Musc 309 Lecture 19: Singer/Songwriters of the 1970s

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MUSC 309 Lecture 19: Singer/Songwriters of the 1970s
I. Folk rock redoux


1. Supergroup, together from early 1969-late 1970

a. influence far greater than suggested by duration of band

b. Not only for the personalities involved

c. But harmonies, sound as well

2. Coming together of personalities from two prominent West Coast bands

a. Stephen Stills Neil Young – Buffalo Springfield

i. Acid-country rock-folk orientation

ii. Similar to the Byrds, but more folkly

iii. Ex. For What It’s Worth

aa. What aspects are folk?

bb. What is something else?

iv. Core of CSNY sound

b. David Crosby, from the Byrds

c. Plus Graham Nash, of the Hollies – British Invasion band

3. Crosby, Stills, and Nash came together in 1968

a. Relaxed, folk character to songs

b. Very tight harmonically

c. But something missing –high harmonies

d. Asked Young to join

4. All four songwriters, so output of varied character

a. Especially on album Déjà Vu

b. Example: Teach (Graham Nash)

i. Country influence – pedal steel guitar sound (played by Jerry


ii. two part harmonies on verses

iii. Break into four part harmony for refrain

aa. High, close

bb. Both Young and Crosby singing composite harmony


iv. Second verse – lead vocals + close, Everly Brothers harmonies

v. Not quite end weighting, but does provide contrast

aa. Musical parallel to lyrics

bb. Teach your childern – teach your parents

c. Example: Ohio (Neil Young)

i. Lyrics about Kent State massacre (1970)

aa. Student protest over the war in Vietnam

bb. National Guard sent in to restore peace

cc. Shot and killed four students

dd. Neil Young wrote in about a day

ii. Riff-based – takes on almost martial feel

iii. Distortion on lead electric guitar

iv. No harmony at beginning – significant

v. Harmonies on chorus particularly close – adds to tension

5. Harmonies are the most characteristic trait of CSNY

a. Different, and new, sound to rock

b. Compare harmonies on “Helplessly Hoping” and “Catch a Wave” by

the Beach Boys

i. Difference?

ii. Beach Boys harmony is much wider – larger range covered

B. Simon and Garfunkel

1. Another distinctive harmony sound

2. Heavily influenced by Everly Brothers (as a duet)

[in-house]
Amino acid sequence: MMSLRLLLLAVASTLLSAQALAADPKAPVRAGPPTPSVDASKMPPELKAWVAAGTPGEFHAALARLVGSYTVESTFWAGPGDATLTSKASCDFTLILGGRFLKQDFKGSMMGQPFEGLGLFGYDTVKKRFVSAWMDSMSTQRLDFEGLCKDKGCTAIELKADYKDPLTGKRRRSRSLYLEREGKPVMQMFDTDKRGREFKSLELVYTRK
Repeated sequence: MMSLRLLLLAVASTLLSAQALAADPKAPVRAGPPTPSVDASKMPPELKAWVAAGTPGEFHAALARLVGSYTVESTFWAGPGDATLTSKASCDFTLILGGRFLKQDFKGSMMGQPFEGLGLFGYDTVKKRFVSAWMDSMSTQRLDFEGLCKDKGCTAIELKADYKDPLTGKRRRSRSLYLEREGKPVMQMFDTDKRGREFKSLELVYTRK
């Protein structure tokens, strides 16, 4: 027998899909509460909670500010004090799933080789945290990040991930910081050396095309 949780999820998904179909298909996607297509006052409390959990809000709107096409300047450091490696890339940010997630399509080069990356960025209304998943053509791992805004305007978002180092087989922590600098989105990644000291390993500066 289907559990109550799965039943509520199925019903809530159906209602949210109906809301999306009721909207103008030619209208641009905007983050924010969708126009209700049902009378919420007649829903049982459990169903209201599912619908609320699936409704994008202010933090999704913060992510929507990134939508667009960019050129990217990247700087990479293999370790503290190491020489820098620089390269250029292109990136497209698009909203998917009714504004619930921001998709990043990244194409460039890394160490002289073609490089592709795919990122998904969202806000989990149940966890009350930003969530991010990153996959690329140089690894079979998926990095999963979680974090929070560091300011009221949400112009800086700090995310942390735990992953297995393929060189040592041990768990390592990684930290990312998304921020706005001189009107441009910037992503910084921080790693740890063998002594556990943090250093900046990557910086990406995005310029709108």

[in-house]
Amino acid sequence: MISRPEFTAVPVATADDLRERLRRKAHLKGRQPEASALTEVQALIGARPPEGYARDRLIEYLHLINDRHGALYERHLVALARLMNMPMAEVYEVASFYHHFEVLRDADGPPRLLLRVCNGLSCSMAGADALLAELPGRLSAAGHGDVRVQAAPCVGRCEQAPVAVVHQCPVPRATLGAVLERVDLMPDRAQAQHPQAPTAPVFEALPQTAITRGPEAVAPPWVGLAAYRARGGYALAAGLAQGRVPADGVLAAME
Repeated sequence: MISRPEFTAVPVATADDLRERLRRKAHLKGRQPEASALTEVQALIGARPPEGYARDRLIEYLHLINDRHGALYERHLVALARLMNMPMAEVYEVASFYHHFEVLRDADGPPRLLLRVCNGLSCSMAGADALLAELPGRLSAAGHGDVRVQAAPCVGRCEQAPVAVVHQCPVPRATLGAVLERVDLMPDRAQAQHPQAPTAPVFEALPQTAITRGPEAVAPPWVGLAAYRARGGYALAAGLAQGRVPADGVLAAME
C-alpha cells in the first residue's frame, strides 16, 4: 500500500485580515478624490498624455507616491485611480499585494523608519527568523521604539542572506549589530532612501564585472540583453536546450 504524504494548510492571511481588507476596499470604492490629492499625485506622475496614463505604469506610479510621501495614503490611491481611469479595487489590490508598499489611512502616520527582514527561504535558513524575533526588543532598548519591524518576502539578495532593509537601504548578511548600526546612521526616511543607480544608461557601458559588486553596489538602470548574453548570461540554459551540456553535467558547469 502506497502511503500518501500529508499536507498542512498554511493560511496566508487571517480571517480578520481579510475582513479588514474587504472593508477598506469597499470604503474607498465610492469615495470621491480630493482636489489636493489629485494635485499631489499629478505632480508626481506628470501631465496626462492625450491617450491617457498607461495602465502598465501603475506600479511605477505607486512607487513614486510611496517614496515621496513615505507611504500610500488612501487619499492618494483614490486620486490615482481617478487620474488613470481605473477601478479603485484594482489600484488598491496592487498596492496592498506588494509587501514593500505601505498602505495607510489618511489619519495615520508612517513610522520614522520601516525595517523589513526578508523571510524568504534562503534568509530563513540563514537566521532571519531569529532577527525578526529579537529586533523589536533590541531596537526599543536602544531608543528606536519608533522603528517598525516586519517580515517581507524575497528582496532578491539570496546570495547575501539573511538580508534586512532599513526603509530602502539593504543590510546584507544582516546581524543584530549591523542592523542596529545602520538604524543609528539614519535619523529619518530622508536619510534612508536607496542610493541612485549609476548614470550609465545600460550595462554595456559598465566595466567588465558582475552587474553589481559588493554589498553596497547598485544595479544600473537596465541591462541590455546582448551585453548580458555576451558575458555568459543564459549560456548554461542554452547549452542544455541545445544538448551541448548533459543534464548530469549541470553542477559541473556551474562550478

a. Mentioned hit “Hey Schoolgirl” as Tom and Jerry in 1957

b. Split up for college, reunited in 1962

3. Simon associated with both Brill Building crowd and NY folk scene,

a. Colors songs of Simon and Garfunkel

b. As well as solo work by Simon

3. Acoustic Folk album released in 1962 doesn’t go much of anywhere

4. Re-issued with studio production, rock band backup – Sounds of Silence

a. Dark imagery

b. But framed as lyrical, folk influenced pop song

i. Long melodic line

ii. Grows from short idea, introduced at beginning

iii. Tells a story

c. Strophic form

i. With added feature

ii. Hook (sound of silence) that acts as something of a refrain

d. Modal harmony

e. Close harmonies

i. Much of the time in 5ths or 3rds

ii. But Garfunkel constructs composite part

5. Fairly typical of sound

a. The Boxer more complicated, but contains most of the same


b. Wider palate of instrumental color

i. Jaw’s Harp

ii. bodhran - Celtic drum

iii. Trumpet sound (on keyboard)

c. Thicker texture (depending on recording of Sounds….)

d. More complex modal harmonies

e. Fa-la-la refrain

f. Somewhat end-weighted, but more a series of curves that are thicker

textured later in the song

II. Singer/songwriters

A. One of largest new trends of 1970s was popularity of singer/songwriters

1. Musician who writes and performs own material

2. Usually as solo act

3. Not oriented toward mainstream

B. Can be considered latter-day folk rock performers

1. In early 70s, artists influenced by wider combo of influences (blues, jazz, pop),

2. most moving farther from folk roots of groups/artists like Byrds, Dylan